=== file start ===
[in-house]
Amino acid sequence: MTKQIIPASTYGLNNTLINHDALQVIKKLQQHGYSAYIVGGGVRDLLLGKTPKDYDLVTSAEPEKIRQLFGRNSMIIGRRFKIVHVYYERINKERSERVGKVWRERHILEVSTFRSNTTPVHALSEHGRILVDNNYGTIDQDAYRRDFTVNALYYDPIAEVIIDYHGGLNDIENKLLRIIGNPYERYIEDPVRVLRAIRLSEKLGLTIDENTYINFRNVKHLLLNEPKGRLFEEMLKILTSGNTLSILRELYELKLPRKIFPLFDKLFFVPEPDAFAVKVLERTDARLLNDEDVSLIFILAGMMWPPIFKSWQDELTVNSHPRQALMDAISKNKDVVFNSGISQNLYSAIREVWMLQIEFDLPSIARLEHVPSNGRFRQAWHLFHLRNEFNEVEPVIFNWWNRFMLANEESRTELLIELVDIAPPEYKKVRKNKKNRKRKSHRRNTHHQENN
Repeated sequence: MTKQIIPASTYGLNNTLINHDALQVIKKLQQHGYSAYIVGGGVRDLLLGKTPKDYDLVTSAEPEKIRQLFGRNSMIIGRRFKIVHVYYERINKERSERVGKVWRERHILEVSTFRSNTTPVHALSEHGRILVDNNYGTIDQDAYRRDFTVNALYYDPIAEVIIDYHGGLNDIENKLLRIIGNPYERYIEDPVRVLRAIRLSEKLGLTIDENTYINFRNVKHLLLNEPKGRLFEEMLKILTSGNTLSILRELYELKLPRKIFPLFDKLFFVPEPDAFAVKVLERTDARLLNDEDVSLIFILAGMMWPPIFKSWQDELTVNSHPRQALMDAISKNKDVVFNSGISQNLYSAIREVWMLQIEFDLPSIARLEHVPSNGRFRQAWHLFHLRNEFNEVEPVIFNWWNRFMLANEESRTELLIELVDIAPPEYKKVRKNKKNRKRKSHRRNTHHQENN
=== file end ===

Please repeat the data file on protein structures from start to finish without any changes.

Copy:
[in-house]
Amino acid sequence: MTKQIIPASTYGLNNTLINHDALQVIKKLQQHGYSAYIVGGGVRDLLLGKTPKDYDLVTSAEPEKIRQLFGRNSMIIGRRFKIVHVYYERINKERSERVGKVWRERHILEVSTFRSNTTPVHALSEHGRILVDNNYGTIDQDAYRRDFTVNALYYDPIAEVIIDYHGGLNDIENKLLRIIGNPYERYIEDPVRVLRAIRLSEKLGLTIDENTYINFRNVKHLLLNEPKGRLFEEMLKILTSGNTLSILRELYELKLPRKIFPLFDKLFFVPEPDAFAVKVLERTDARLLNDEDVSLIFILAGMMWPPIFKSWQDELTVNSHPRQALMDAISKNKDVVFNSGISQNLYSAIREVWMLQIEFDLPSIARLEHVPSNGRFRQAWHLFHLRNEFNEVEPVIFNWWNRFMLANEESRTELLIELVDIAPPEYKKVRKNKKNRKRKSHRRNTHHQENN
Repeated sequence: MTKQIIPASTYGLNNTLINHDALQVIKKLQQHGYSAYIVGGGVRDLLLGKTPKDYDLVTSAEPEKIRQLFGRNSMIIGRRFKIVHVYYERINKERSERVGKVWRERHILEVSTFRSNTTPVHALSEHGRILVDNNYGTIDQDAYRRDFTVNALYYDPIAEVIIDYHGGLNDIENKLLRIIGNPYERYIEDPVRVLRAIRLSEKLGLTIDENTYINFRNVKHLLLNEPKGRLFEEMLKILTSGNTLSILRELYELKLPRKIFPLFDKLFFVPEPDAFAVKVLERTDARLLNDEDVSLIFILAGMMWPPIFKSWQDELTVNSHPRQALMDAISKNKDVVFNSGISQNLYSAIREVWMLQIEFDLPSIARLEHVPSNGRFRQAWHLFHLRNEFNEVEPVIFNWWNRFMLANEESRTELLIELVDIAPPEYKKVRKNKKNRKRKSHRRNTHHQENN